Patricia Kopatchinskaja/SPCO — Schubert: Death and the Maiden (Alpha)
"It's not only that we play every time the same pieces ... it's that we also play these pieces every time in the same way and people expect it. You know like you go to the restaurant and you expect every time the same dish. So not more salt, not less pepper...every time the same. I'm sure everyone would get bored with it, no?"
That's why Moldovan violinist Patricia Kopatchinskaja pushes the envelope in every performance, one of which recently won a Grammy Award for best chamber music/small ensemble performance. It's a program exploring Schubert's 'Death and the Maiden,' recorded live with St. Paul Chamber Orchestra. Kopatchinskaja created a string arrangement of Schubert's quartet. Between the movements are musical interludes from other composers of different eras.
Were you at all surprised when it was nominated for a Grammy Award, and then won the award?
"Yes, I was surprised because it's not a perfect CD, it's not something where you can show how great you are. But it's a CD which just documented a moment of a life of a very funny group of people, creative and curious and daring. Yes we were very daring because you know working in the classical music business, it is daring even not to wear shoes onstage. People speak about it years longer.
"When I thought about Schubert I imagined that I am a gallerist, so I'm going into into a gallery and I would like to see an exhibition which really touches me. And what I very much like as a consumer is to be surprised and to see juxtapositions. It's always about refreshing our perception.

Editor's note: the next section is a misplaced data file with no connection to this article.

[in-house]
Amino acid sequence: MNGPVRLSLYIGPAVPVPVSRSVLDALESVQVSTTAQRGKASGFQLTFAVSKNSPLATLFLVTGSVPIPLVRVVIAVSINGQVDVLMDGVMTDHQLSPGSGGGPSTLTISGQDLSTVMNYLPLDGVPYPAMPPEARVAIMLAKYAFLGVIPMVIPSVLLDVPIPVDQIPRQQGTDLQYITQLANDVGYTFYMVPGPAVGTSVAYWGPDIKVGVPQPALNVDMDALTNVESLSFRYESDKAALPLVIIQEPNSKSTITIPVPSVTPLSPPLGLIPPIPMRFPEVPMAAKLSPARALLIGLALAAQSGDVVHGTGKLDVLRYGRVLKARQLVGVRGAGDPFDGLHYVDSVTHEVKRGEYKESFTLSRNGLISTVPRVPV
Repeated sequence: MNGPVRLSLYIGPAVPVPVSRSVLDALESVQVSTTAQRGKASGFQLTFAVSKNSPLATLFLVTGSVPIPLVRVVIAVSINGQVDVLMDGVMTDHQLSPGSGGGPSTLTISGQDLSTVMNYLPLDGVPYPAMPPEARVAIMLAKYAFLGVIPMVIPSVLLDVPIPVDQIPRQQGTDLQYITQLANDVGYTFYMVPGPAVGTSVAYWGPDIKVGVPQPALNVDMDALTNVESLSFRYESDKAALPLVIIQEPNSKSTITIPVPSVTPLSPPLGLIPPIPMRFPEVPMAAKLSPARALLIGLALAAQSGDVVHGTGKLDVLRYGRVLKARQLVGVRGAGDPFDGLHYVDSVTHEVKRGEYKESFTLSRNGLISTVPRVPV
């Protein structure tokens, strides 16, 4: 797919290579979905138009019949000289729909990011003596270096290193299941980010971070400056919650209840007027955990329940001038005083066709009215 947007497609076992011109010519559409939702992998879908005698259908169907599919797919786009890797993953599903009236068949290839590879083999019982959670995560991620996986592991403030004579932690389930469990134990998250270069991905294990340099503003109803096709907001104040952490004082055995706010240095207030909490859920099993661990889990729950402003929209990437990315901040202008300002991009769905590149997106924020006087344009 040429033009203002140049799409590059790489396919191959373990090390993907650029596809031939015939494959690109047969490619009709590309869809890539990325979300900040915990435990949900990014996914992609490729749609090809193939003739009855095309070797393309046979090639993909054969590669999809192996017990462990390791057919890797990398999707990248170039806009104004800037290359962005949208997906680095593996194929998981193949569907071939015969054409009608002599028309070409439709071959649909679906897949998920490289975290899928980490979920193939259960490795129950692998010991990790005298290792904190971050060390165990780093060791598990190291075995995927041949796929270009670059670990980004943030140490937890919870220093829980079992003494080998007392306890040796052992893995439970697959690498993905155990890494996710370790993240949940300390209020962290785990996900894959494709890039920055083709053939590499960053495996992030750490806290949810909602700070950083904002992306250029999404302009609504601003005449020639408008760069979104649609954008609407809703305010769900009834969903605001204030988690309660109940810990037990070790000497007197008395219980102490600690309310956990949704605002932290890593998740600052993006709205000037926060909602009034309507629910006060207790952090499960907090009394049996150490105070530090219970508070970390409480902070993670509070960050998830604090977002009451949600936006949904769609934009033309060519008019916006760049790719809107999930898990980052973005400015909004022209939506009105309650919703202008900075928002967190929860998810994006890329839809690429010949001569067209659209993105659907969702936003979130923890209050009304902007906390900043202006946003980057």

"When you imagine Mona Lisa in the Louvre and you expect to see again this picture. But instead of this picture you see a drawing of a child. You are quite shocked but then you start to rethink maybe Mona Lisa. So, I wanted to put Schubert together with other pieces about the same topic to make, let's say, a salad of known and unknown recipes."
I know that you created this string arrangement of this string quartet, and you made a comment, something like you were a group of soloists coming together to create this piece. Can you expand on that a little bit?
"I wanted to have as many colors as possible. So, when I let my neighbor play the same melody I just played, I expect another color, another character, another person. And this worked very, very well. We experimented with it a lot and actually even during the tour after the recording, we changed so many things. We are constantly developing this idea. It's like coming into a children's room and finding the same toys but inventing new games."
Is there a moment in this program, as it exists on this recording, that is a favorite of yours or something that you really look forward to?
"I really love the second movement of Schubert Death and the Maiden and I think this is the central piece of the recording. And I would say we also played it so well that I'm afraid to say but sometimes I'm even proud to have done it in this way. Every time we play the Schubert, every time we discover a new dream. It's like to dream together."
To hear the rest of my conversation, click on the extended interview above, or download the extended podcast on iTunes or wherever you get your podcasts.
Schubert: Death and the Maiden (Amazon)
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